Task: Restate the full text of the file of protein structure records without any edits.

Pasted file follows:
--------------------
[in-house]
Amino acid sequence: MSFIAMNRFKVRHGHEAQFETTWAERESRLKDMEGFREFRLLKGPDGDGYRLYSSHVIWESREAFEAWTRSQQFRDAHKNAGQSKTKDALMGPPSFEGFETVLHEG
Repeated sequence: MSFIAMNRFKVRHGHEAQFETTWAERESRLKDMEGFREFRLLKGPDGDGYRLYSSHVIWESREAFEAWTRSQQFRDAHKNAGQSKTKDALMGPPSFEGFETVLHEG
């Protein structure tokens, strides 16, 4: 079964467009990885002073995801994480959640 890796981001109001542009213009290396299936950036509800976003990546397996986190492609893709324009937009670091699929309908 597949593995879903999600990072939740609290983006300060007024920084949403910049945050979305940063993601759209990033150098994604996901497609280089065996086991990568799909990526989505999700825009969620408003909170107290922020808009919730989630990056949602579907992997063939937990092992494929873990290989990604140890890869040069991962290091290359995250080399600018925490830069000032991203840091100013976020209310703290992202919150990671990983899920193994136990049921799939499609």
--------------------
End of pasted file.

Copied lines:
[in-house]
Amino acid sequence: MSFIAMNRFKVRHGHEAQFETTWAERESRLKDMEGFREFRLLKGPDGDGYRLYSSHVIWESREAFEAWTRSQQFRDAHKNAGQSKTKDALMGPPSFEGFETVLHEG
Repeated sequence: MSFIAMNRFKVRHGHEAQFETTWAERESRLKDMEGFREFRLLKGPDGDGYRLYSSHVIWESREAFEAWTRSQQFRDAHKNAGQSKTKDALMGPPSFEGFETVLHEG
């Protein structure tokens, strides 16, 4: 079964467009990885002073995801994480959640 890796981001109001542009213009290396299936950036509800976003990546397996986190492609893709324009937009670091699929309908 597949593995879903999600990072939740609290983006300060007024920084949403910049945050979305940063993601759209990033150098994604996901497609280089065996086991990568799909990526989505999700825009969620408003909170107290922020808009919730989630990056949602579907992997063939937990092992494929873990290989990604140890890869040069991962290091290359995250080399600018925490830069000032991203840091100013976020209310703290992202919150990671990983899920193994136990049921799939499609």